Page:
- Growing up too fast: 24 inches and bigger, 9-14 years old: Read the above bits about suspension and gears again, and just add it in here. The same is true for these semi adult bikes, as it is for 20 inches. This is where you can start to find all the bells and whistles most normally associated with full adult bikes. Not only might you start to find bikes with up to 36 gears, but also things like triple chain sets. In my opinion these additions still just add extra weight and are more complicated, and are not worth the extra money at this level. If you can, let your kid be a kid just that little bit longer. If they insist on gears, then try to limit them to single or low digit gearing.
Mountain bike or Road bike? Up to 24 inch wheel sizes, almost all kids’ bikes come in the mountain bike style with the wide, grippy tires and horizontal handlebars.
24 inch wheels start to give you the option to buy slick tired bikes with the racing bike drop handlebars. Really, it all comes down to what your kid wants to ride.
My best advice here is to stick with the mountain bike style until they fully progress to a grown up bike. That said, if all they do is ride on roads, and never go off road, then perhaps a road bike is the way forward. Whatever you do, make sure they try them out first. Your kid may either love the road bike or hate it, so it’s best to try it out first.
What about a BMX? Why not give your kid something they might want to ride for years and years? As I have already stated, I rode mine solely all the way up the age of 16 before I finally managed to break it. That was a solid 8 years of almost constant daily use!
BMX style bikes have an awful lot going for them. They are tough, single geared, extremely durable, and their resale value is quite high.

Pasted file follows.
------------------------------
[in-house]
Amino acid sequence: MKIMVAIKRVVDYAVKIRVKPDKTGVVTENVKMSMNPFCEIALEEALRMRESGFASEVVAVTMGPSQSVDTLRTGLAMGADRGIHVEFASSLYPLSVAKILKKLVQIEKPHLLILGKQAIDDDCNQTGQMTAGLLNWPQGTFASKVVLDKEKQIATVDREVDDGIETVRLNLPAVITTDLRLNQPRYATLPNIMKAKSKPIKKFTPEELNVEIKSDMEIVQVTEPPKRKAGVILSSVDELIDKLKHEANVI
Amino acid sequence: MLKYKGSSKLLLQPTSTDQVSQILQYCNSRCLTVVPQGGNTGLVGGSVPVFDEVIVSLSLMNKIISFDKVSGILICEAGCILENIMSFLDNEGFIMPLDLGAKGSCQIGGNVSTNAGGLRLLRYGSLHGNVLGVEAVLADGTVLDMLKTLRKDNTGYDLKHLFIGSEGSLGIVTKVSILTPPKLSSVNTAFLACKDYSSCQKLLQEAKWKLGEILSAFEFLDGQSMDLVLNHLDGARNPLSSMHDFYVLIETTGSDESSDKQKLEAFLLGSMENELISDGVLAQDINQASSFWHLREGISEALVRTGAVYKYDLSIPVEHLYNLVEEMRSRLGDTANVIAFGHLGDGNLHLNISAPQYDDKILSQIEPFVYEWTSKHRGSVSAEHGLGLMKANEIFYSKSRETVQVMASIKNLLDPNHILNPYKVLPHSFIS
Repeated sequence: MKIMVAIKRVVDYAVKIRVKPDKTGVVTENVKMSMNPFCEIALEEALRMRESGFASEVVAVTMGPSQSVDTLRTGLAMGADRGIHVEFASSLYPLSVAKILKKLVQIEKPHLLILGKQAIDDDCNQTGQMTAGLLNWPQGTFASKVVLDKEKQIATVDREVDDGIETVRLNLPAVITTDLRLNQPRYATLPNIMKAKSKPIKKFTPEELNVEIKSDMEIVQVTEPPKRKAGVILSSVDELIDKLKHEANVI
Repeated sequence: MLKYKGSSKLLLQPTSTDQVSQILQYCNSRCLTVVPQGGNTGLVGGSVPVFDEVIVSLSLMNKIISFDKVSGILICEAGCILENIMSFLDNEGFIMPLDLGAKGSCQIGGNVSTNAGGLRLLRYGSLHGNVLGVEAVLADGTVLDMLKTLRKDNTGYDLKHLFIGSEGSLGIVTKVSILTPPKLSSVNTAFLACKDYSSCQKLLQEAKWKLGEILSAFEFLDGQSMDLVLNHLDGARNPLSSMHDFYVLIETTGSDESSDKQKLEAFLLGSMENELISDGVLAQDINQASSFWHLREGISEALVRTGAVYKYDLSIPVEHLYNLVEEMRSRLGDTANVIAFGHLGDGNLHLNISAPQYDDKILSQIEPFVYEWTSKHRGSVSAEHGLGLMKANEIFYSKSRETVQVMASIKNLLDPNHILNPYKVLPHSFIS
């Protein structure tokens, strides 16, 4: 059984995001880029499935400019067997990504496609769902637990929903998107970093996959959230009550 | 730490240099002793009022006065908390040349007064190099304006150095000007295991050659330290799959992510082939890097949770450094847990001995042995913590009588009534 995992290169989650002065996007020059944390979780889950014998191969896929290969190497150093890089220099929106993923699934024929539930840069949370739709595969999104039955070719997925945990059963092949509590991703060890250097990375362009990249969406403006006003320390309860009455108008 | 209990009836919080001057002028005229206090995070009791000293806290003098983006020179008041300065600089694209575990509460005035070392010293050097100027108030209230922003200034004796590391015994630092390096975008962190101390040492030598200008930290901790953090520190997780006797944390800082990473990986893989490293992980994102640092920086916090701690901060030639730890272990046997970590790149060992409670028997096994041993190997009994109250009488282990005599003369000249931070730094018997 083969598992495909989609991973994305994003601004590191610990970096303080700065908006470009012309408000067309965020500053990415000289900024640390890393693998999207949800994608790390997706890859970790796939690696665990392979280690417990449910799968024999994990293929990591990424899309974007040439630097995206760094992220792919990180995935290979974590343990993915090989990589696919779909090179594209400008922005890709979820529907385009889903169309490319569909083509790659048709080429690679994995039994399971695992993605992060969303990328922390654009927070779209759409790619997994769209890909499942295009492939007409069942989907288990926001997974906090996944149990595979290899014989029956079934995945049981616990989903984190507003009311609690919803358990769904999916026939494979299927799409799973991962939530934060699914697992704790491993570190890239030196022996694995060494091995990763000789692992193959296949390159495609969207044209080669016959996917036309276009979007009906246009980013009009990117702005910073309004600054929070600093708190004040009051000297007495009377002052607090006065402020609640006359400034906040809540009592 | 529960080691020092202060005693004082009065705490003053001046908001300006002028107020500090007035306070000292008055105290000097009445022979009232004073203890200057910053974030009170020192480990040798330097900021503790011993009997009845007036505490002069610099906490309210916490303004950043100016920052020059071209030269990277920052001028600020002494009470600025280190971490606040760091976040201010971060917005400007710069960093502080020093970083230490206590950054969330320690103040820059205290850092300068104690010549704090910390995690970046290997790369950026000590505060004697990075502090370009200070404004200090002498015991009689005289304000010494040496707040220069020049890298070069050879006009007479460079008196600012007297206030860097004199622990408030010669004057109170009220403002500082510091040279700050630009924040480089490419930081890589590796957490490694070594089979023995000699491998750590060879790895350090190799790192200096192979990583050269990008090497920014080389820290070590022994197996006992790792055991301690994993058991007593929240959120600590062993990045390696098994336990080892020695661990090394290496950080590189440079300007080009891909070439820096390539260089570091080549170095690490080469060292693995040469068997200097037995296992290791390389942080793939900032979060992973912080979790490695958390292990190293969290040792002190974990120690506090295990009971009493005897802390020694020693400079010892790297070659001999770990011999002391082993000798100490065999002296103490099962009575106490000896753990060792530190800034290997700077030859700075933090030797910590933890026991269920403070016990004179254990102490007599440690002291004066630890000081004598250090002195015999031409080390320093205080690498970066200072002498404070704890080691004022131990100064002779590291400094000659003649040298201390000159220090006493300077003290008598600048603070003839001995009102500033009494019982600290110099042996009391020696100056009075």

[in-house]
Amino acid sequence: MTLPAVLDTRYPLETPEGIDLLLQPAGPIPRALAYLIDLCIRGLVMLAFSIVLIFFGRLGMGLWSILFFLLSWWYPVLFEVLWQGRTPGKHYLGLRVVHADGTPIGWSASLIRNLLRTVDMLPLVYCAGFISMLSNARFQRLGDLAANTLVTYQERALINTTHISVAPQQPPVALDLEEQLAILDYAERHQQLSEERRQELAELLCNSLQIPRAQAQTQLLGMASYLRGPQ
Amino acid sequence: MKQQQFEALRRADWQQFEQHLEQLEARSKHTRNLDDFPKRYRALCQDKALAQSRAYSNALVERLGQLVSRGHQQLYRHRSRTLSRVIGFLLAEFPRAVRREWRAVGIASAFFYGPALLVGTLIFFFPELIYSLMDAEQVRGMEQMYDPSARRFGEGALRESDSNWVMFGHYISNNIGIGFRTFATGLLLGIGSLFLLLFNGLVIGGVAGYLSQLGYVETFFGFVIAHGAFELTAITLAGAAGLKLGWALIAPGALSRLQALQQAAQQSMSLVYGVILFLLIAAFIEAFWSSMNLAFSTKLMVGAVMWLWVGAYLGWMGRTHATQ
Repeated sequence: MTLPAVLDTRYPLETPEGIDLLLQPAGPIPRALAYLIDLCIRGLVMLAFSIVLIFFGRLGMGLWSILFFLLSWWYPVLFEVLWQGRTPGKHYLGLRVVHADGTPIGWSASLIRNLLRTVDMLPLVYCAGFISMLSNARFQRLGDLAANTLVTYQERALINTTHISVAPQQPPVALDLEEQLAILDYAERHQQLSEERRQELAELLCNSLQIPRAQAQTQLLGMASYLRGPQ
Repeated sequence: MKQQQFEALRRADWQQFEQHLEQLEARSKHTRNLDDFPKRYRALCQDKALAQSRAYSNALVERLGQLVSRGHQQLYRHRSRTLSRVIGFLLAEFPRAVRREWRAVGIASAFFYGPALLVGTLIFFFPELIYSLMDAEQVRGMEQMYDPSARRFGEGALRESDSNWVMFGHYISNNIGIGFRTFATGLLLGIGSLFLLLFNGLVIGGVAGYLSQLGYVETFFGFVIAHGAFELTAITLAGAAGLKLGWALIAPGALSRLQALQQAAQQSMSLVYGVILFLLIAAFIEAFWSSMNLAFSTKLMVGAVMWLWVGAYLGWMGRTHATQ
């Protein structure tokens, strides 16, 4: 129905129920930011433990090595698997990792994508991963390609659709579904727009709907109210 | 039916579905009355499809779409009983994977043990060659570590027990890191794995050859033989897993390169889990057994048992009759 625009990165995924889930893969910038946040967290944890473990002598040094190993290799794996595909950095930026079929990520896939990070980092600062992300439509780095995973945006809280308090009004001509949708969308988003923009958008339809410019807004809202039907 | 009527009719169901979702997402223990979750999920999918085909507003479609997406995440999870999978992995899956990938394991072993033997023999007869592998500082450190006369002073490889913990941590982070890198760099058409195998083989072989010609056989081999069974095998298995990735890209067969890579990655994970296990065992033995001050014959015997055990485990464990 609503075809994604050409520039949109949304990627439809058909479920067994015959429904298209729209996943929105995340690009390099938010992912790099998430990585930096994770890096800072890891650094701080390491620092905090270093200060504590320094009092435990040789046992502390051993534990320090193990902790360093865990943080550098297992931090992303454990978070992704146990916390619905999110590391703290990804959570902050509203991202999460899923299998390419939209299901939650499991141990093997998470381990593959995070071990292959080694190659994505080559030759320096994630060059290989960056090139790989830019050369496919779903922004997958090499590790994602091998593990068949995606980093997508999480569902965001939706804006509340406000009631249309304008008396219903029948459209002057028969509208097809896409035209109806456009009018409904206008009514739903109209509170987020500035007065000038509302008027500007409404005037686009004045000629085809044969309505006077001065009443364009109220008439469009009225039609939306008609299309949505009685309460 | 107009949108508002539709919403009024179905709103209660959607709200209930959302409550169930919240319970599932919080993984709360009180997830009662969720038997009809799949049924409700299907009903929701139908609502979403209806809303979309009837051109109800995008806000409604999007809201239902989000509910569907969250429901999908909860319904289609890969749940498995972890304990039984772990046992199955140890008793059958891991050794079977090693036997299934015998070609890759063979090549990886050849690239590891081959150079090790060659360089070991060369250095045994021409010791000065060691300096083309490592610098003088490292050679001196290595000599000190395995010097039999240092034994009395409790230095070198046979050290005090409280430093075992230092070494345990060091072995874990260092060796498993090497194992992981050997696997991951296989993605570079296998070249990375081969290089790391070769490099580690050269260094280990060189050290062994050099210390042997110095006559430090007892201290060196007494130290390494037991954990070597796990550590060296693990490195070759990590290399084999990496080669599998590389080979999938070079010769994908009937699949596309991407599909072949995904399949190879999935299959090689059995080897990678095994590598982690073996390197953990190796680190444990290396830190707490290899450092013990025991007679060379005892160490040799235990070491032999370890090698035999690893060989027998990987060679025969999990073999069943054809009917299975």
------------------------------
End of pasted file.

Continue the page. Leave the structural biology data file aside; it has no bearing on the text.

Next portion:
The best thing about BMX style bikes though is their inherent ability to go anywhere and deal with any biking situation life can throw at them. By their nature they are small wheeled bikes, which means, as I’ve already stated, kids can start using them at a very young age, and many kids’ versions will come with a 12 inch wheel.
Even when moving to a fully sized 20 inch wheel BMX base, the bike is exactly the same, just slightly bigger. of a BMX is that for the same money as a kids’ mountain bike, you’ll probably end up with a lighter and better bike overall.
Final thoughts get the right size at the right time. Make sure the bike fits. Use the size guides, but remember they are only guides. Make sure they look comfortable on the bike. Make sure your kid wants the bike you’re buying. Buy the best you can afford, but don’t be stupid with your cash either.
Don’t bother with all the bells, whistles and heavy fancy gadgets bolted on to appeal to easily influenced minds. Do get expert advice, but do some research first so you can at least understand what the expert is talking about.
Really final thoughts be responsible and teach your kid how to be safe when they ride, wherever they ride.
AND MAKE SURE THEY ALWAYS WEAR A HELMET!!!!!!!